Interactive Floor Plan
Interactive Material Options
“Millennials are getting older, with better jobs and deeper pockets”
In the same Realtor.com article mentioned above, Director of Economic Research, Javier Vivas, said, “Millennials are getting older, with better jobs and deeper pockets, allowing them to expand their collective purchase power. The stereotype that Millennials primarily choose to buy homes and live in large metro areas isn’t the reality,” Vivas said. “Results show Millennials’ expansion is more heavily conditioned by affordability than in prior years, so their eyes are set on less traditional secondary markets where homes and jobs are now available and plentiful.”
INseARCH is based out of Reno, NV, so we definitely have a great understanding of what Mr. Vivas is talking about. We are that “less traditional secondary market where homes and jobs are now available and plentiful.” Since 2015, we have seen huge growth in our area because of massive corporations, such as Google, Panasonic, and Tesla Gigafactory, opening up in the outskirts of town which require thousands of workers. According to Data USA, between 2015 and 2016 the population of Reno, NV grew from 234,161 to 237,121 with a median age of 35, and its median household income grew from $47,012 to $48,815, a 3.84% increase. At the same time, property value grew from $210,700 in 2015 to $235,800 in 2016.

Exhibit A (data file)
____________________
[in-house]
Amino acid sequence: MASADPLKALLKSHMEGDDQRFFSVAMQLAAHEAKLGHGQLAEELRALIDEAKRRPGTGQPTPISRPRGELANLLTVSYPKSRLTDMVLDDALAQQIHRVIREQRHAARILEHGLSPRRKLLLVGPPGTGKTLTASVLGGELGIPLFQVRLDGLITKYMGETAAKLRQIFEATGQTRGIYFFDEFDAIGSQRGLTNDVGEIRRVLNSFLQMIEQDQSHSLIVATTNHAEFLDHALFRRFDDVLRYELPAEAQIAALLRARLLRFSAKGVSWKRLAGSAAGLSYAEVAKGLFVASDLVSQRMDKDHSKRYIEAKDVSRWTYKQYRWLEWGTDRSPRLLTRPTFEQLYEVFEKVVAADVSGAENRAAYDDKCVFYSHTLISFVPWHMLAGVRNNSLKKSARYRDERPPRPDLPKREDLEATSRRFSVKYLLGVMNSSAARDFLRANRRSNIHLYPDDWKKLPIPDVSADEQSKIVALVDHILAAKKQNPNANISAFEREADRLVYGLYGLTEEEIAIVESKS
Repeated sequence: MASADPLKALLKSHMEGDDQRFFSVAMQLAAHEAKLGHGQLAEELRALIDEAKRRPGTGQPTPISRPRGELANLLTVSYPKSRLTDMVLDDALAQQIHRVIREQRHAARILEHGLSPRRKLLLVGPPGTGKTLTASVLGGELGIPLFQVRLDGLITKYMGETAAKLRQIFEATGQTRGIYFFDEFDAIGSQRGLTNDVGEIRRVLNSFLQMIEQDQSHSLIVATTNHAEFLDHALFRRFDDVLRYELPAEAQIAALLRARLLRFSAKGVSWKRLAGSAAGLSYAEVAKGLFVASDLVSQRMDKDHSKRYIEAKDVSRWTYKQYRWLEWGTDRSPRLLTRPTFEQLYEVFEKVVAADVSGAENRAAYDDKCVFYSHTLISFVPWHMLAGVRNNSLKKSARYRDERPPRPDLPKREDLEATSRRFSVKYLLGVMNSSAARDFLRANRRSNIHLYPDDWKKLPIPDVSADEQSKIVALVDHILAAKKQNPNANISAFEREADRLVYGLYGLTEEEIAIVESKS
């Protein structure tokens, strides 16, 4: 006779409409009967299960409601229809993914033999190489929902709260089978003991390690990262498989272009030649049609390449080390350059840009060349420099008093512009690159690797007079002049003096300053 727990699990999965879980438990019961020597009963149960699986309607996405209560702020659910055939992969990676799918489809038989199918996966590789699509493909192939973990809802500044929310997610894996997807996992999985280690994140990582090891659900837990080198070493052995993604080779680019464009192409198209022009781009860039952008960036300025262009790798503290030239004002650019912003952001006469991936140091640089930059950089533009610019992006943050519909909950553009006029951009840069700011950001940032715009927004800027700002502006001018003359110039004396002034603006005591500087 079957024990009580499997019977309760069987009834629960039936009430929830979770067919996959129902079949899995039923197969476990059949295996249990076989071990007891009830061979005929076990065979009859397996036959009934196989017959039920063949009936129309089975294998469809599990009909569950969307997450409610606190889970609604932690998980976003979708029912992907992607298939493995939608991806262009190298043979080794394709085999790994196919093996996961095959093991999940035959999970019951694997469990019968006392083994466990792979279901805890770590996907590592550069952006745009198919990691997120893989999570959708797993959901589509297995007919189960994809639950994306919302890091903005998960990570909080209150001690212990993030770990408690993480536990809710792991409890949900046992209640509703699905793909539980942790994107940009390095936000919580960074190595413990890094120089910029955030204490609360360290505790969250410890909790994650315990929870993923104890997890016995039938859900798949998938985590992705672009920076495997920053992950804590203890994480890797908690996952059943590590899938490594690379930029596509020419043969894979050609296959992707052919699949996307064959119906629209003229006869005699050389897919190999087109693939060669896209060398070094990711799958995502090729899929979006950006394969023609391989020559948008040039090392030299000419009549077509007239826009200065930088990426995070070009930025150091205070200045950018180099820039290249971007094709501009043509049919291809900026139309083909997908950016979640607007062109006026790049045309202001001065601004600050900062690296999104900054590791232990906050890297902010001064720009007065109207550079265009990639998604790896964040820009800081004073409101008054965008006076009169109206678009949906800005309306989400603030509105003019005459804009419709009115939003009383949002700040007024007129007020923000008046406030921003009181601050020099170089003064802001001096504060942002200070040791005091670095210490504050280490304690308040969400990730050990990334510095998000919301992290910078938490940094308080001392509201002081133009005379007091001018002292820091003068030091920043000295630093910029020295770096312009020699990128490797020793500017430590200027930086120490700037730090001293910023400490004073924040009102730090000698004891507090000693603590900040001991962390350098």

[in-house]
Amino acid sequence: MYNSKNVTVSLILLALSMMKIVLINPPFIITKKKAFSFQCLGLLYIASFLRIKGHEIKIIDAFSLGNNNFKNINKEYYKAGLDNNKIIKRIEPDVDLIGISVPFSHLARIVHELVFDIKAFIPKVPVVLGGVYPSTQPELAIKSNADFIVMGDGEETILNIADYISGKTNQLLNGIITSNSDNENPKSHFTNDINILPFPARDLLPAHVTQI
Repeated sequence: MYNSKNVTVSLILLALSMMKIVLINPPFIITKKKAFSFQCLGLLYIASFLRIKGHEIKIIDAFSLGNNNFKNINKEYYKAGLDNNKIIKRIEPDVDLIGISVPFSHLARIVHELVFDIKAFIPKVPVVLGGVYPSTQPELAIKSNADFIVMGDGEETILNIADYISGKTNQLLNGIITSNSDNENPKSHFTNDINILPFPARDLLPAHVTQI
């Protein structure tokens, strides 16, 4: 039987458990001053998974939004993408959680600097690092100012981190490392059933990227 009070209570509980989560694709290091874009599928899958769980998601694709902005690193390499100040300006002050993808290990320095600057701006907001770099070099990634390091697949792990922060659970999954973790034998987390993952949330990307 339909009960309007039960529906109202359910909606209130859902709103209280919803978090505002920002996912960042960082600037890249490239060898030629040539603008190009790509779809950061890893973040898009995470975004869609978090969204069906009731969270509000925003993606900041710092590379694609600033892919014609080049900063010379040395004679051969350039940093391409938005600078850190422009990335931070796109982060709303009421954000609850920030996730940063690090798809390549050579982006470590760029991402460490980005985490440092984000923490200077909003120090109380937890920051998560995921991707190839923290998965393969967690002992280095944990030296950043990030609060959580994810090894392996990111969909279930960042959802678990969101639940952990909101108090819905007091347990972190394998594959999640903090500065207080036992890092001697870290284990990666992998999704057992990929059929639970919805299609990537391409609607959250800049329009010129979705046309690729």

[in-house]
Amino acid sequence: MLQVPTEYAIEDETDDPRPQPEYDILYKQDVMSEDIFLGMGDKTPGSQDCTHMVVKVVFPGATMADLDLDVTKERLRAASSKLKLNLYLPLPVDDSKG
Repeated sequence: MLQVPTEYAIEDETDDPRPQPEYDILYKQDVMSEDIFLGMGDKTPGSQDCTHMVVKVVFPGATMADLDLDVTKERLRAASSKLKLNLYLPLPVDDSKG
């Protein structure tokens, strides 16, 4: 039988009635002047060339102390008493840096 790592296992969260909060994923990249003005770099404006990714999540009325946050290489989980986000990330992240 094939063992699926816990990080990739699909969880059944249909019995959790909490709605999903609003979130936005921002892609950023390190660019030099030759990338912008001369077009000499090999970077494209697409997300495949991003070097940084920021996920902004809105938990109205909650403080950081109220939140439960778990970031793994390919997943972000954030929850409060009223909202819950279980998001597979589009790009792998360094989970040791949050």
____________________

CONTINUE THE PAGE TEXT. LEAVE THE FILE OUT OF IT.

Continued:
Jump to today, over 3 years later…
Now jump ahead to today, and according to Chase International, Reno-Sparks median age is still 35 years old and our housing market’s median home sold price was around $340,000 in Dec 2018. In less than 5 years there has been a $100K increase in the median sold price! How are builders selling to a market that is most worried about spending money?!
These stats just represent a small sample size of the United States, in regards to Millennials, but what we can take away is Millennials are becoming the #1 homebuyer in the US, so understanding what they are looking for in terms of not only living space, but what’s “affordable” will be huge for your success.
Home Builders Must Make Buying Achievable
The home building industry is going through a huge technological change when it comes to selling homes, but that’s not all. The cost to build and acquire materials is increasing, while home buyers are wanting “more affordable” and lower prices. How do home builders deal with this dilemma?
First, builders must focus on providing tools that allows buyers to understand the buying process instead of just “going through the process.” Second, not only HOW homes are being sold is changing, but WHO’s buying is going through an overhaul, too.
Noelle Tarabulski published a great article in Colorado Builder Magazine named Mile-High Millennial. In this article she stated, “Builders need to provide great product at affordable prices to even be thought of in the mind of most millennials. Builders also need to offer buyer education and marketing that explains the home-buying process in a way that makes it achievable, not beyond the reach of most hard-working millennials.”